“Lei o ke Aloha” band making music abroad, 1919.

Hawaiian Musician Boys Making Progress

From the right, Samuel Keaunui, leader and manager; Dan Smith, tenor; John Kahookano, guitarist and steel guitarist; James Holstein, baritone.

There are a great and many Hawaiian youths that have left Honolulu to go to America to sing and play music, with much acclaim everywhere they have travelled, like what has been reported about them in newspapers in America, which makes Hawaiian music famous, and makes Hawaii nei famous as well.

There has been a letter received by the Editor of this press, Charles S. Crane, from Jimmy Holstein, explaining the progress made in their singing and music; this is happy news for their many friends here. Here is what he had to say:

“I am sending a picture of the Club “Lei o ke Aloha,” managed by Samuel Keaunui, a boy from Honolulu, that I want you to print in the newspaper if possible.

“We are comprised of five members, and are acting under the Acting Company, Western Show Print Co., of Seattle, Washington. We have just began, but we hope that we will travel all the states as well as Canada, as per the itinerary prepared by Thomas J. Culligan, the one making this club famous in Seattle.

“Currently we are moving from one place to another everyday, aboard trains, ships, automobiles, hardly ever spending more than a night in one place. While constantly travelling, we have much appreciation for this work because of the great delight received from our singing and music; and this is what we strive to attain. We hear much of Hawaii from those who went there and whose desire never ends to go there once again.

“Until now, we hear much of the admiration for Hawaii from the fathers of the poor and the rich, who spent some time there, and this has become something that the Hawaiian boys enjoy.

“Once we were invited to play for a ball, by a millionaire, and because of our find singing, we were invited to parties of prestigious people. The hospitality we received from various people in certain places has been great.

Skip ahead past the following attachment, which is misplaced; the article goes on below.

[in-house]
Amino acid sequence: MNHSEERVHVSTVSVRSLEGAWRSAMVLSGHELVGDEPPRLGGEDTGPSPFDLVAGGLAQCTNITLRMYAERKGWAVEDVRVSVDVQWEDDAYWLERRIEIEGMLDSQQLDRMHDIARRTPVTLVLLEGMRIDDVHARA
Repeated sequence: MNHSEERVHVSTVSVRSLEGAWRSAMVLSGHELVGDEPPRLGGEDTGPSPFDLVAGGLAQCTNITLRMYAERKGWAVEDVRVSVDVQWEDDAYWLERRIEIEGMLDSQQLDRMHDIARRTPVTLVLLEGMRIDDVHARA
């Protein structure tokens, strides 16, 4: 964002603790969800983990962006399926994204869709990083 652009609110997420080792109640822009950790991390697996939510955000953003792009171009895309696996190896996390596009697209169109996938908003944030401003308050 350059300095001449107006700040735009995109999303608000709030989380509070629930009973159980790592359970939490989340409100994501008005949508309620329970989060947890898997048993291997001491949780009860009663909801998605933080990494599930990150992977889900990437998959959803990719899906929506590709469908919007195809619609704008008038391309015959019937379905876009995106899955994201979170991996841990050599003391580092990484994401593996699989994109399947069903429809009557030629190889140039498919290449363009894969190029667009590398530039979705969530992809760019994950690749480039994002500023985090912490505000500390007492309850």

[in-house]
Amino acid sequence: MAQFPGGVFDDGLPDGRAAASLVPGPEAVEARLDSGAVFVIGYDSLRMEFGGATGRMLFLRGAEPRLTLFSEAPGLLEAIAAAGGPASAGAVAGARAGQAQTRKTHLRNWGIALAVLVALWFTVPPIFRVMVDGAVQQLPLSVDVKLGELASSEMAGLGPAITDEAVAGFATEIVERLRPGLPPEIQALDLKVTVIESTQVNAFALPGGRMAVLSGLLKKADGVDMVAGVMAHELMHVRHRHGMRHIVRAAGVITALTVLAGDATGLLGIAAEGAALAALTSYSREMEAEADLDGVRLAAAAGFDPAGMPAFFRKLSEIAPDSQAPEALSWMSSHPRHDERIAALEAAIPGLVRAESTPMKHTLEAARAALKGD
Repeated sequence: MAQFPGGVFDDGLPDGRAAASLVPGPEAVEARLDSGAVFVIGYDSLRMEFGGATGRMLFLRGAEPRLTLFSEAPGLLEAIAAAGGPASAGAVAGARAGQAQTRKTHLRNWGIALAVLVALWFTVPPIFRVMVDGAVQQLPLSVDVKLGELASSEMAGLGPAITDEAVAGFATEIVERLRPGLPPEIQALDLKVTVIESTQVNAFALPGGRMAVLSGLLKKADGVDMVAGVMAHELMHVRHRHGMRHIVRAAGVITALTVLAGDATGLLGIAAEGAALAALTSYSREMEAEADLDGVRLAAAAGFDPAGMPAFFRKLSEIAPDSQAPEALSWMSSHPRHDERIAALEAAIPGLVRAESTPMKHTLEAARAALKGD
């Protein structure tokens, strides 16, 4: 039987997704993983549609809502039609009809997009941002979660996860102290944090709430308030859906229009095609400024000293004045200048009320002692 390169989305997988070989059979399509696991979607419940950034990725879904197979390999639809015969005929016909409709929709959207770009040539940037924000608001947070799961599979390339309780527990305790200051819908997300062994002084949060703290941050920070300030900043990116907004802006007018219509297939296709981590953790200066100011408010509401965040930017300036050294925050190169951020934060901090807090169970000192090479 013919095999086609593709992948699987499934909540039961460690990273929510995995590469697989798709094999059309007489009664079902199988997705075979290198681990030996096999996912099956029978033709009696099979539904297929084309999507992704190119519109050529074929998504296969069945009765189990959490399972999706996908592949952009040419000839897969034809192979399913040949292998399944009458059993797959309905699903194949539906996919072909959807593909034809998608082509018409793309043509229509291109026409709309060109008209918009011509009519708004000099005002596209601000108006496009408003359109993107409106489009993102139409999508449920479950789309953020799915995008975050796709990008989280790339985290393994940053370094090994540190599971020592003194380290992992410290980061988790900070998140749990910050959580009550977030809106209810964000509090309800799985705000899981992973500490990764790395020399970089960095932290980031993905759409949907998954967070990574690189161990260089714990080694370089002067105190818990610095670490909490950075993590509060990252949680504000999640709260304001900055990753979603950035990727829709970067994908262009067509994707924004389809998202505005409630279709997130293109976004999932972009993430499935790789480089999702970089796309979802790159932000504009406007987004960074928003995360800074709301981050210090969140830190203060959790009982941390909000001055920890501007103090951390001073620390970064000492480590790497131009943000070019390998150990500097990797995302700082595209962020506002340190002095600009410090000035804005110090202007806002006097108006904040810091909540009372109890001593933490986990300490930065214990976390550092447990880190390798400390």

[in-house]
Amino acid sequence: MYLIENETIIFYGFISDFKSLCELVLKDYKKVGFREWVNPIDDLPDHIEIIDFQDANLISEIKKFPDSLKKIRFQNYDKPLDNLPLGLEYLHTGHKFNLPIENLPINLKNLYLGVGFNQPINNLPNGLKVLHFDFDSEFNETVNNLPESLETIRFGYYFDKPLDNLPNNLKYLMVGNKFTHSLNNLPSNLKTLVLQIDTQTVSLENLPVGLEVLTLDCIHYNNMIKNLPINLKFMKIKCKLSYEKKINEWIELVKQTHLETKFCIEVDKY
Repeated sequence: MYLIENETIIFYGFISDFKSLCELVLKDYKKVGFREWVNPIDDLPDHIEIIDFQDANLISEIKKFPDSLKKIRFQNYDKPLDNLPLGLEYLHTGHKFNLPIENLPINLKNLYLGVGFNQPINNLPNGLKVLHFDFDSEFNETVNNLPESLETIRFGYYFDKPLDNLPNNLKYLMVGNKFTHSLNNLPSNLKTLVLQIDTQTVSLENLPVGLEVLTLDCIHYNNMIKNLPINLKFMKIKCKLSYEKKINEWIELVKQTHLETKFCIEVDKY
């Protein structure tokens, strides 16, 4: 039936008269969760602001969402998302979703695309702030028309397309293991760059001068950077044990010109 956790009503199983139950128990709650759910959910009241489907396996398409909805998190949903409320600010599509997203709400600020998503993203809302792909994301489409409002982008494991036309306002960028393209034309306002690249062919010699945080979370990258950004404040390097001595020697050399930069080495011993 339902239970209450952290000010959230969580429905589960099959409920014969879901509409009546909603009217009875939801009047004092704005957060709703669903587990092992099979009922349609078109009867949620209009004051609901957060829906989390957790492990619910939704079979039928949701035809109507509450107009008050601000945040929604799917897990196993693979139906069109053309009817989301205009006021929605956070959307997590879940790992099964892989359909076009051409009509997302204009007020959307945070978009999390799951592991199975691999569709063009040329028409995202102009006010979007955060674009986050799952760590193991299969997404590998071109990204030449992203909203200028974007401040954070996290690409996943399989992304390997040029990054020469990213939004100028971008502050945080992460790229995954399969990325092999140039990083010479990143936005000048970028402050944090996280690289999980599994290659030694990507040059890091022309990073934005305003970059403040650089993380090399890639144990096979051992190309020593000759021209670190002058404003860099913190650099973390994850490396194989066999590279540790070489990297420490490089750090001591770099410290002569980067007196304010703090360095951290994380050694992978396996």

“We are all from Honolulu, and are not drinkers, and this is something which our leader is proud of. We are but youngsters, as seen in the picture; the oldest of us is 26, that being Dan Smith, our tenor, who was with Toots Paka before, that Hawaiian boy that was famous for some time; the club famous for acting.

“Being that we hope to travel through all the states and some of Canada, we will have a long story when we return to our land of birth. I will write to you all the time to tell you how we are doing. For now, there is nothingĀ  we have to complain about, like what we have seen, or the true enthusiasm of the audiences wherever we’ve played at, and we are working in every way to bring fame to Hawaii.

“Since we are getting ready for tonight’s gig, I will stop here; give the boys’ aloha to Honolulu, and my great aloha to the boys of the press.

“Yours sincerely,


(Kuokoa, 8/15/1919, p. 2)

Holomua Ia Poe Keiki Hawaii Hookani Pila

Ka Nupepa Kuokoa, Buke LVII, Helu 33, Aoao 2. Augate 15, 1919.


Hawaiians all over America! 1913.



[The issue of this Aloha Aina is misprinted as 1/11/1912, but it should be 1/11/1913! This sort of thing happens once in a while, and if you are not careful, it can lead to wild goose chases. Case in point: i don’t know how long i spent looking for the English article that this was taken from because i was looking in 1912… This article originates from the Honolulu Star-Bulletin (1/4/1913).

See the Star-Bulletin article here.]

(Aloha Aina, 1/11/1912 [1913], p. 1)


Ke Aloha Aina, Buke XVII, Helu 2, Aoao 1. Ianuari 11, 1912* (1913).